Helen Clark is a champion of inclusive and sustainable development. She has ensured that UNDP’s work on poverty eradication is closely linked with its governance and environmental portfolios. She has advocated for the full inclusion and empowerment of women in development – and within UNDP itself where during her tenure the ratio of women to men reached fifty per cent

Helen Clark advocates for sexual reproductive health and rights, an end to violence against women and for LGBTI rights. She has long advocated for those living with HIV and AIDS, and for effective prevention and treatment. At UNDP Helen Clark became known as an early adopter of social media platforms, speaking directly to the public and being ranked as the UN’s most influential leader on social media.

Prior to her appointment with UNDP, Helen Clark was the first woman elected as Prime Minister of New Zealand, serving three successive terms from 1999 to 2008.  Throughout her tenure as Prime Minister, she engaged widely in policy development and advocacy across the international, economic, social, environmental, and cultural spheres. Under her leadership, New Zealand achieved significant economic growth, low levels of unemployment, and high levels of investment in education, health, and the well-being of families and older citizens. She and her government prioritized reconciliation and the settlement of historical grievances with indigenous people, and the development of an inclusive multicultural and multi-faith society. She advocated strongly for New Zealand’s comprehensive programme on sustainability, including on addressing climate change.

Helen Clark held ministerial responsibility during her nine years as Prime Minister for the portfolios of arts, culture and heritage, human and signals intelligence, and ministerial services. She was a strong promoter of the role of arts, culture and heritage in expressing the unique identity of New Zealand.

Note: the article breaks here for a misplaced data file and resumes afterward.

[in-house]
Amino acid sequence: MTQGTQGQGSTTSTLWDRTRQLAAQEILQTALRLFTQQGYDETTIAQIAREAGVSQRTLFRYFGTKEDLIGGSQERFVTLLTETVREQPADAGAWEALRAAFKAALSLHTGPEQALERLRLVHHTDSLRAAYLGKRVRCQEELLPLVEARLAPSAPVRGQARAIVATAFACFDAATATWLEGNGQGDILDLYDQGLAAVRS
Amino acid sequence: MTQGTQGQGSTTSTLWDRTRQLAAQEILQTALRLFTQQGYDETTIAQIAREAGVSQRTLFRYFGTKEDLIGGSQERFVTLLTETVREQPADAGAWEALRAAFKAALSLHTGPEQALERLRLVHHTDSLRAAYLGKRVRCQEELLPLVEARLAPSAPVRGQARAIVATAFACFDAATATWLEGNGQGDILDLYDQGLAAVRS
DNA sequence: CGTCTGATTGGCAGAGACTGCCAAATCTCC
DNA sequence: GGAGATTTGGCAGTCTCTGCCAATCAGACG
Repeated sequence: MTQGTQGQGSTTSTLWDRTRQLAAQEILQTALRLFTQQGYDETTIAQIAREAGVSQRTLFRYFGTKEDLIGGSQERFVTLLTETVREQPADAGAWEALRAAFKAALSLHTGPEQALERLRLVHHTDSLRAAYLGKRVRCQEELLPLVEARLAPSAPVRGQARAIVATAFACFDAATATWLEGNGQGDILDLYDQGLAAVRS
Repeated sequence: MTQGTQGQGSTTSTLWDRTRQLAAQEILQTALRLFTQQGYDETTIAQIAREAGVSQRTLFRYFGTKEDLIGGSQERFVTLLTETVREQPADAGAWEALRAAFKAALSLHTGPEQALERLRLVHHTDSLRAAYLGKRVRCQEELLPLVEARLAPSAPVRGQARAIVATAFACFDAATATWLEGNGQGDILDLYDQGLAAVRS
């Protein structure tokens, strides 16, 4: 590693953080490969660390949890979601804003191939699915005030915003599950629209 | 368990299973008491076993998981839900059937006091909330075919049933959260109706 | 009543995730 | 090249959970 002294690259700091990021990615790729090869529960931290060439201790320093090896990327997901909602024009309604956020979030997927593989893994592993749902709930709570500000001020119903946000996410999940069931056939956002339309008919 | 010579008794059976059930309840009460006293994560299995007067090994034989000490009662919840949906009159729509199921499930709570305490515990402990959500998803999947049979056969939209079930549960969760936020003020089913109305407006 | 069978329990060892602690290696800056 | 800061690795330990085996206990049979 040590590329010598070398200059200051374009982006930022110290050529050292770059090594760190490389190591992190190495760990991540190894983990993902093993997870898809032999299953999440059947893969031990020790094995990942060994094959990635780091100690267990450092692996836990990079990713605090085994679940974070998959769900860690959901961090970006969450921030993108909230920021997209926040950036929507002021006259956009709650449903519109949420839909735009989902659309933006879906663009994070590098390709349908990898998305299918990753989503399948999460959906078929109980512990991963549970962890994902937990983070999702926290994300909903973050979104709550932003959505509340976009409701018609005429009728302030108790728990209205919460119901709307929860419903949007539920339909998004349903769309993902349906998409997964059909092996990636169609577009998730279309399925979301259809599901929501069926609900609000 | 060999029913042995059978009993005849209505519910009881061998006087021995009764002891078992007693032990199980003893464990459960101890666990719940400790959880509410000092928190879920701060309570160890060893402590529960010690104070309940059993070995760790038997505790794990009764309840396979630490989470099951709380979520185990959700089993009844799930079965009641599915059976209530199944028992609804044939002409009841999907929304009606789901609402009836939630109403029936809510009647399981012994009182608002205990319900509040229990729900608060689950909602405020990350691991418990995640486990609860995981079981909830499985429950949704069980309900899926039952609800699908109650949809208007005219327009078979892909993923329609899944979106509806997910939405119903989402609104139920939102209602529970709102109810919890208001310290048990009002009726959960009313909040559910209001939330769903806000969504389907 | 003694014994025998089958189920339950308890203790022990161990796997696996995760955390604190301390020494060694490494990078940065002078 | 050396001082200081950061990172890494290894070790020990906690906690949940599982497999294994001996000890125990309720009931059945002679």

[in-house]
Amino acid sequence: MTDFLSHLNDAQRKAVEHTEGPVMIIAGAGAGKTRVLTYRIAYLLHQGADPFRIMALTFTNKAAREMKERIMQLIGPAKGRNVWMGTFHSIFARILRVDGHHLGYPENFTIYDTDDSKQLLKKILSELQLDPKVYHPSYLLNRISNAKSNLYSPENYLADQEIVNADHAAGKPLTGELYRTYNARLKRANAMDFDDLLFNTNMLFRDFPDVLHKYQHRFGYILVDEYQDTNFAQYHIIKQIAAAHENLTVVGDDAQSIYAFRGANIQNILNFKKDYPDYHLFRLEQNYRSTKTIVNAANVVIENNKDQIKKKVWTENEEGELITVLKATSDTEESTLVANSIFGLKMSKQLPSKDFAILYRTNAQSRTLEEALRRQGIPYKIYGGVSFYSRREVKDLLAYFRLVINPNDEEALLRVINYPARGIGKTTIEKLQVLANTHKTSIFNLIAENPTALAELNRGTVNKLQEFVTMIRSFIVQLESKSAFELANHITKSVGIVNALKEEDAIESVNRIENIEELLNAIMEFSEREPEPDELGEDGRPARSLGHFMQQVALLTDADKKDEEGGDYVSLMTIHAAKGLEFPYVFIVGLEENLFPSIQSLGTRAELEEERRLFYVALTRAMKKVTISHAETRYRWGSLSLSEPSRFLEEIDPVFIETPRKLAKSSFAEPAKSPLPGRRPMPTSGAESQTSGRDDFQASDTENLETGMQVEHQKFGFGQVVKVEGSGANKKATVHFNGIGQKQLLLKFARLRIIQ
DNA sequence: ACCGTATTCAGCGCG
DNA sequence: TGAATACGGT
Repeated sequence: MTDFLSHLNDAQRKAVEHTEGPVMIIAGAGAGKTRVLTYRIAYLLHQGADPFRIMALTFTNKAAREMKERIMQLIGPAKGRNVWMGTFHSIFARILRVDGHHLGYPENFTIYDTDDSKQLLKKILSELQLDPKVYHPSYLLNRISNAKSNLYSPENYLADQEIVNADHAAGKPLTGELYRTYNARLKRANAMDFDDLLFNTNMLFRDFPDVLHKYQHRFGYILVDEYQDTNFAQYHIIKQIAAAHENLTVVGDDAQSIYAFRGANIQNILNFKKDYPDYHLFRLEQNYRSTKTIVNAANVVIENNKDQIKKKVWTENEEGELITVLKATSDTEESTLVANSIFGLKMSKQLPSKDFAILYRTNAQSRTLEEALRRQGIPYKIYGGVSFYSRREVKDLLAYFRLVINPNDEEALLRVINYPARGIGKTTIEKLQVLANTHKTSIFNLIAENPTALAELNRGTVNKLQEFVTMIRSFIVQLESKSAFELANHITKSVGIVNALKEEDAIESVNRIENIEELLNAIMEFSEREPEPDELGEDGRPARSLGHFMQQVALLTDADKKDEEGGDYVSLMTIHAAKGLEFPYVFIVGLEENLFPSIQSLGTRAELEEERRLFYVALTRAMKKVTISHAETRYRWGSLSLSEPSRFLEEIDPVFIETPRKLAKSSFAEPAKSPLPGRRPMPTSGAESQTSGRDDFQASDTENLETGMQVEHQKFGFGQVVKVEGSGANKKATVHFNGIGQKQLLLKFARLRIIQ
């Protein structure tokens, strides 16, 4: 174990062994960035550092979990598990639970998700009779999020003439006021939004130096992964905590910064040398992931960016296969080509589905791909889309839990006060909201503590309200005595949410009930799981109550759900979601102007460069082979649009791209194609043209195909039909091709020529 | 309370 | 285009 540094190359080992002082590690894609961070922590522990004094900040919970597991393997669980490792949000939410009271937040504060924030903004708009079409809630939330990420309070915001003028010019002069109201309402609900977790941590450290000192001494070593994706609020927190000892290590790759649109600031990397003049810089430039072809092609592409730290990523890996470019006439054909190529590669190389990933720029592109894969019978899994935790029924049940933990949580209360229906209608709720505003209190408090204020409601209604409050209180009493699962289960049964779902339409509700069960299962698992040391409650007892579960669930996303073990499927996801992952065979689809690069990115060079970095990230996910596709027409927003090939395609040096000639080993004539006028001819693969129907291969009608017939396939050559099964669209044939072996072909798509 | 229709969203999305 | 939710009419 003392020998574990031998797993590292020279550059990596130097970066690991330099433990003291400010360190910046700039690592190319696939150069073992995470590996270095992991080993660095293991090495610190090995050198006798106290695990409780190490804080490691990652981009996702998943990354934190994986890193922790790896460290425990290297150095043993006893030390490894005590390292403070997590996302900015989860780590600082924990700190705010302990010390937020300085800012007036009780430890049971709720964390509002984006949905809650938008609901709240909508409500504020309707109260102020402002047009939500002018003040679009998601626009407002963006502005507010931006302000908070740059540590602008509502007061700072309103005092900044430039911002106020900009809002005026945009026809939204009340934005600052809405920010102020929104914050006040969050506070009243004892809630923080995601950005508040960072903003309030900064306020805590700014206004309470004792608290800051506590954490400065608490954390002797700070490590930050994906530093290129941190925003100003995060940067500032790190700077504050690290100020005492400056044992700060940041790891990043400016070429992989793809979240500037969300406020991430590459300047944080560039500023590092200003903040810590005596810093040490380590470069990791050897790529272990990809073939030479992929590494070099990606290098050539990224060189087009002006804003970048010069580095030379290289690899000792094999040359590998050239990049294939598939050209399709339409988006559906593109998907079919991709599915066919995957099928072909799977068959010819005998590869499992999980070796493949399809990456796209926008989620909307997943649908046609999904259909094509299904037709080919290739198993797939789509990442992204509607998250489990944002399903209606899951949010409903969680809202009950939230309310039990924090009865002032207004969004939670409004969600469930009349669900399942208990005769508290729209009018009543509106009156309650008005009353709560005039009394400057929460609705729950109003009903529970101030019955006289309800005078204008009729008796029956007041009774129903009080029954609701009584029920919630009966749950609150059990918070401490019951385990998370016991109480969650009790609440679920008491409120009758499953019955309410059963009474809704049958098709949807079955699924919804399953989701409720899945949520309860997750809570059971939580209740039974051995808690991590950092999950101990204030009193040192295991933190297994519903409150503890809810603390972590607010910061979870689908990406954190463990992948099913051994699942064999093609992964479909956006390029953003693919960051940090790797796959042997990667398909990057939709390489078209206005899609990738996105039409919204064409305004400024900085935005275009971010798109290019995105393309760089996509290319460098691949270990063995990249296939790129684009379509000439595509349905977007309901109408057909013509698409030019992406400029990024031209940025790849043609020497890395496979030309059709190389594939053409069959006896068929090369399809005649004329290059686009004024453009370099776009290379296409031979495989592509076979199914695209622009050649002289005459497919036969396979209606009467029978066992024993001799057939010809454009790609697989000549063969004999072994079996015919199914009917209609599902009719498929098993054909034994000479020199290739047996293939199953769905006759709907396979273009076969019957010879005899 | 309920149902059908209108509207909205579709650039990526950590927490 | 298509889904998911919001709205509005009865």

Helen Clark came to the role of Prime Minister after an extensive parliamentary and ministerial career. First elected to Parliament in 1981, Clark was re-elected to her multicultural, inner city Auckland constituency for the tenth time in November 2008. Between 1987 and 1990, she was a Minister responsible for first, the portfolios of Conservation and Housing, and then Health and Labour. She was Deputy Prime Minister between 1989 and 1990, Deputy Leader of the Opposition and of the New Zealand Labour Party from 1990 to 1993, and then Leader of the Opposition and of the Labour Party until becoming Prime Minister after the 1999 General Election.

Prior to entering the New Zealand Parliament, Helen Clark taught in the Political Studies Department of the University of Auckland. She graduated from the University of Auckland with a BA in 1971, and an MA with First Class Honours in 1974.

Ngozi Okonjo-Iweala

Ngozi Okonjo-Iweala

Dr Ngozi Okonjo-Iweala is Chair of the Board of Gavi, the Global Alliance for Vaccines and Immunisation. Since its creation in 2000, Gavi has immunised 580 million children globally and saved 8 million lives. She is also Senior Adviser at Lazard, one of the world’s premier financial advisory and asset management firms.

Previously, Dr Okonjo-Iweala served twice as Nigeria’s Finance Minister, from 2003-2006, 2011- 2015, and briefly Foreign Minister, the first woman to hold both positions. She spent a 25-year career at the World Bank as a development economist, rising to the No.2 position of Managing Director, overseeing an $81 billion operational portfolio in Africa, South Asia, Europe and Central Asia.

Dr Okonjo-Iweala has been ranked by Fortune as one of the 50 Greatest World Leaders in 2015, by Forbes as one of the Top 100 Most Powerful Women in the World consecutively for four years, by Time as one of the Top 100 Most Influential People in the World in 2014, and by the UK Guardian as one of the Top 100 Women in the World in 2011.

Dr Okonjo-Iweala holds a Bachelors in Economics from Harvard University and a PhD in Regional Economics and Development from the Massachusetts Institute of Technology. She has received honorary degrees from over a dozen universities, including Yale, Brown, the University of Pennsylvania, and Trinity College, Dublin. She is the author of numerous articles on finance and development, and several books including Reforming the Unreformable: Lessons from Nigeria, published by the MIT Press.